Painting a famous Canadian landscape in Banff, Alberta – all hail Lake Louise
I have visited Lake Louise on many occasions; during the summer when the lake is reflecting hues of tropical turquoise, and in winter when the ice is so think you can skate, snowshoe, ski, hike and even build castles on the lake. I have painted this famous Canadian landscape and her accompanying peaks nine times, and at different stages of my art career. Most recently, upon my return from London, I began painting immense landscapes on unstretched duck canvas. The first landscape being Princess Louisa Inlet, on the sunshine coast of British Columbia. Princess Louisa Inlet is rumored to have been named for Princess Louise or maybe even after Queen Victoria’s Mother. My second large landscape, measuring seven feet wide, was completed in December and honours the view of Lake Louise, from the Fairmont Lake Louise eastern shoreline facing west.
In summer 2019, my art career led me to London England. My time in London coincided with the 200th anniversary of Queen Victoria’s birth, which meant the opportunity to open the monarchs’ archives and share the mementos and stories of her personal life, a side not often seen and certainly not on this scale. What intrigued me most during my time in London was the exhibition at Kensington Palace, Victoria: Woman & Crown. The exhibition offered a peak behind the royal curtain, and included many stories of her and Albert’s love of the Arts and included many of her own personal paintings. There are many connections between my home town of Victoria, Canada (named after the monarch) as well as the Province of Alberta (named after the monarch’s fourth daughter, Princess Louise Caroline Alberta) the name Alberta itself, the feminine of Albert and derived from German carries a meaning of bright, noble and famous.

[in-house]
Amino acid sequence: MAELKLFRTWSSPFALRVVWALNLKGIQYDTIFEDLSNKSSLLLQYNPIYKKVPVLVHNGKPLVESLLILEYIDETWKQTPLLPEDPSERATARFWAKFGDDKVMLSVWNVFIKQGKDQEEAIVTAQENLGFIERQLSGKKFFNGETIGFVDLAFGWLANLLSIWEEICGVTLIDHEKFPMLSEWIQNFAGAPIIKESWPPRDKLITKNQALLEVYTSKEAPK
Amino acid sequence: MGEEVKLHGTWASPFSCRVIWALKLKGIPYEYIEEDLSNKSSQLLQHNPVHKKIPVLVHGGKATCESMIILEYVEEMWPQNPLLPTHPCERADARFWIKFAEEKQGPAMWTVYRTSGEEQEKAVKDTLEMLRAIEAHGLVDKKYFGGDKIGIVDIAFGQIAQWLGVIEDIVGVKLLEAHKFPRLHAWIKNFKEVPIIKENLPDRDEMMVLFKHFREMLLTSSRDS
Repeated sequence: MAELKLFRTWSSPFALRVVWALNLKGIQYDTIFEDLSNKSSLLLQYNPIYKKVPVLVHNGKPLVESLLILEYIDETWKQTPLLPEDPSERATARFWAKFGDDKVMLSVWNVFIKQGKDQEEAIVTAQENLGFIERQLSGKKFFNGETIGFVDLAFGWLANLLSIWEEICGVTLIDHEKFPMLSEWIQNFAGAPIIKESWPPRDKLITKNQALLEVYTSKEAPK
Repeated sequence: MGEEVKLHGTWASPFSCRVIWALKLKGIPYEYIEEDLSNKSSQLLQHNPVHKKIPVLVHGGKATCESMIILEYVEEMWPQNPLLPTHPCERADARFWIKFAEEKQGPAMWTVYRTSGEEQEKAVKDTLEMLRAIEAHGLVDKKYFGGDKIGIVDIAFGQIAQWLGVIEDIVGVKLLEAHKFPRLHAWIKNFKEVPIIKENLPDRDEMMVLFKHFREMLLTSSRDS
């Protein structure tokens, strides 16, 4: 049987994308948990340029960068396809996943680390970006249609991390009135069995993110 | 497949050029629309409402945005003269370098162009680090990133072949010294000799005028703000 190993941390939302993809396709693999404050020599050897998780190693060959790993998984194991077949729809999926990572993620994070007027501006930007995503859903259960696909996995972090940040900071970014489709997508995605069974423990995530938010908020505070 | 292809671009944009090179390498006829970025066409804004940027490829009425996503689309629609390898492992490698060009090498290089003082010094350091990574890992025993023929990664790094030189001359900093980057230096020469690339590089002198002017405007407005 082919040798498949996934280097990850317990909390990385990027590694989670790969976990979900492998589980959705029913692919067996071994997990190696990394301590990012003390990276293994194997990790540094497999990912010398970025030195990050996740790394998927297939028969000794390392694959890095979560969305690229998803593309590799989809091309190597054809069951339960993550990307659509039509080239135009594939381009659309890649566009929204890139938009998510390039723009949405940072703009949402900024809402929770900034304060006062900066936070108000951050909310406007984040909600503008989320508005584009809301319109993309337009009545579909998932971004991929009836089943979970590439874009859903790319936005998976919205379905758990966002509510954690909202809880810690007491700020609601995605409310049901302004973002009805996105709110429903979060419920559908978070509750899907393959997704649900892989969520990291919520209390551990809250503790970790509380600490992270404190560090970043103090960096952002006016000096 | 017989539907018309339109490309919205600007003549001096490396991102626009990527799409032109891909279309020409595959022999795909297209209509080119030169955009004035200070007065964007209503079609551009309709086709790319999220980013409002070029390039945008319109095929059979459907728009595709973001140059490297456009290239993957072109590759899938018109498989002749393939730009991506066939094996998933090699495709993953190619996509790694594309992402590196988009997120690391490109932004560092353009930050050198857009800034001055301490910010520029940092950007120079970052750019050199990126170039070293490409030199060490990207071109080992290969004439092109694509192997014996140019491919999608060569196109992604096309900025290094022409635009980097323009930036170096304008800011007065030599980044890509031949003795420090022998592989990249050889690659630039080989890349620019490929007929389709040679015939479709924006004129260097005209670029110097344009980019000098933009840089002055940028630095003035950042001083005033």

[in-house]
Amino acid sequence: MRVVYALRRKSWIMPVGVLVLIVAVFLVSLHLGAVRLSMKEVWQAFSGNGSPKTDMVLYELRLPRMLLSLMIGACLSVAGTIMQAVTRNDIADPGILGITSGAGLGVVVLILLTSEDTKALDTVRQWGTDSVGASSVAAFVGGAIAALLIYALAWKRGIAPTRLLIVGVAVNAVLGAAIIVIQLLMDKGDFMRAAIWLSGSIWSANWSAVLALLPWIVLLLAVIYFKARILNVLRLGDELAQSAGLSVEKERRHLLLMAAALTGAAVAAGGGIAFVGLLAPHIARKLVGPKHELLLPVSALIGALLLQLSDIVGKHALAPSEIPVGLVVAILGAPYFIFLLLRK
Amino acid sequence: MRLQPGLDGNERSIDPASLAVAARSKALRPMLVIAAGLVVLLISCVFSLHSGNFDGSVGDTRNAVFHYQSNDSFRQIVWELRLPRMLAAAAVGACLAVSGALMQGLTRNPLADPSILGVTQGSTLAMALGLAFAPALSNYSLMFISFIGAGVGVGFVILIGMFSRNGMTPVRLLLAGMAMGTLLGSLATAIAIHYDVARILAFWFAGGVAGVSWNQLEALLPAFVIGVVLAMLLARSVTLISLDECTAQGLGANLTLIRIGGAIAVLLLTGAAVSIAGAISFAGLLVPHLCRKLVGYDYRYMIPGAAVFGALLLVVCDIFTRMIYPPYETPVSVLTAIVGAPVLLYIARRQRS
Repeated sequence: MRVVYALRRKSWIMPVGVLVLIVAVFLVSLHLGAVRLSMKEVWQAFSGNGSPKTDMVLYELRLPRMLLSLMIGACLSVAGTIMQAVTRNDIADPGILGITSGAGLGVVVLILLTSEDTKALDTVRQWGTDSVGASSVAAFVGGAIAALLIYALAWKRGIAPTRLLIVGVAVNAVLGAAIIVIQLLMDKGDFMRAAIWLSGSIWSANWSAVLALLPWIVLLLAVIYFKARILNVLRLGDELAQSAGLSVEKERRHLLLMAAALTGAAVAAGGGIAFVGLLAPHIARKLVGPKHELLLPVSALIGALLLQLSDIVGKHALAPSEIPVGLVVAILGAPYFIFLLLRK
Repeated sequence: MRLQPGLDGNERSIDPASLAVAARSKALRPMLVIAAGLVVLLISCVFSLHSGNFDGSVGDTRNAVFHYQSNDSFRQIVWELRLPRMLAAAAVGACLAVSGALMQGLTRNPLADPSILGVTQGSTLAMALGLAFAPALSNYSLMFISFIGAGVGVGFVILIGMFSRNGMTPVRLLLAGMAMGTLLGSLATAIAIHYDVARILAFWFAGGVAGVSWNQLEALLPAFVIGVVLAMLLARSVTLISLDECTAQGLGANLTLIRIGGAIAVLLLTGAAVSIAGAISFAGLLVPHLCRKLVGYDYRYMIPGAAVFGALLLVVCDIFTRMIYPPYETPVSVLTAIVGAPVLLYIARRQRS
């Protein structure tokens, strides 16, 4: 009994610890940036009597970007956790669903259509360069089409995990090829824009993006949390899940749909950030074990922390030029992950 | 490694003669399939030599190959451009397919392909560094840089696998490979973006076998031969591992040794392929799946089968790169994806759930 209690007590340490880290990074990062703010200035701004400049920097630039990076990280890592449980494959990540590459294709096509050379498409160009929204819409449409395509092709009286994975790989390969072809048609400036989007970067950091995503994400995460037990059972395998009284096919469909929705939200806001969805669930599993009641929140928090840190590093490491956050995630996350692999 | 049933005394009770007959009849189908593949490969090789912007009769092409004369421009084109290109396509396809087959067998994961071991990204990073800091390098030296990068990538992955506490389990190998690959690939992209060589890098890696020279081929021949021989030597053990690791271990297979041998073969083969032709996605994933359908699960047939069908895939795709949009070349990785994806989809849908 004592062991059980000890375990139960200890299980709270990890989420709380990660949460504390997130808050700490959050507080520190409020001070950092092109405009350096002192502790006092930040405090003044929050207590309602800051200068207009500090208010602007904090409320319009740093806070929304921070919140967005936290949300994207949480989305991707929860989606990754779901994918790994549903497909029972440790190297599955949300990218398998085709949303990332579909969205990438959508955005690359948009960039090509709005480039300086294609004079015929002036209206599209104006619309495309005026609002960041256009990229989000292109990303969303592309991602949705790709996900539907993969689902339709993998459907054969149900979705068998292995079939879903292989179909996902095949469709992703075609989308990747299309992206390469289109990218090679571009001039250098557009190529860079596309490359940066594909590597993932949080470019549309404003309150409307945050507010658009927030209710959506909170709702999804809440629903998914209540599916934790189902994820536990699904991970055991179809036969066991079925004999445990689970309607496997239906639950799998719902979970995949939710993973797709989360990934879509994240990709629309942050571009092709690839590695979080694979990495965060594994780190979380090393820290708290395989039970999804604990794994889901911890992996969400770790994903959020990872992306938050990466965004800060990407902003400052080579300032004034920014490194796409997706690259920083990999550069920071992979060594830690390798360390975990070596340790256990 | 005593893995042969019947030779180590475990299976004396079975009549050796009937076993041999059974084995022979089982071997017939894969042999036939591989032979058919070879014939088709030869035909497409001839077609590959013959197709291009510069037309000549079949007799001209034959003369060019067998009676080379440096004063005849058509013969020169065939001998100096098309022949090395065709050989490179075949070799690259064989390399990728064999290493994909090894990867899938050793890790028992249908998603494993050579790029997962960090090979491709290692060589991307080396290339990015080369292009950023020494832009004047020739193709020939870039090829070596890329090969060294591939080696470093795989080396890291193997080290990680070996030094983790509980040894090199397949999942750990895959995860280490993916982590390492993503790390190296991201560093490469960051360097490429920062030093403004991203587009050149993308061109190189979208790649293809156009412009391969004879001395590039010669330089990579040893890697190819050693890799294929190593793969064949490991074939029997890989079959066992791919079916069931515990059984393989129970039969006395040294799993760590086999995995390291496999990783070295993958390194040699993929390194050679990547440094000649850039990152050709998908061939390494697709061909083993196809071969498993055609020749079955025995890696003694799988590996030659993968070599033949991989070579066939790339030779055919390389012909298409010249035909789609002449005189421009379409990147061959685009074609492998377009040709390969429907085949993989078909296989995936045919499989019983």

In their public lives, both the Queen and Princess Louise were strong proponents of the arts. Louise was an able sculptor and artist, and supporter of the feminist movement. Lake Louise in Banff, Alberta was named after the monarch.
While working on this large Canadian landscape painting, I filmed my daily painting progress in the studio. Filmed in time-lapse mode (super fast painting) the film shows the many layers of acrylic colour; applied in repetition until the desired hues, form, and depth is achieved. I paint using music, it helps me to set the tone in my studio. When editing this short film together, I had to find music to accompany the final piece, that not only matches the tone of the film, but also the tone of the final work itself.
Watch the entire process of painting, Lake Louise Swish here:
See more photos and read about the painting here:
See past works inspired by Lake Louise on the artists’ website here: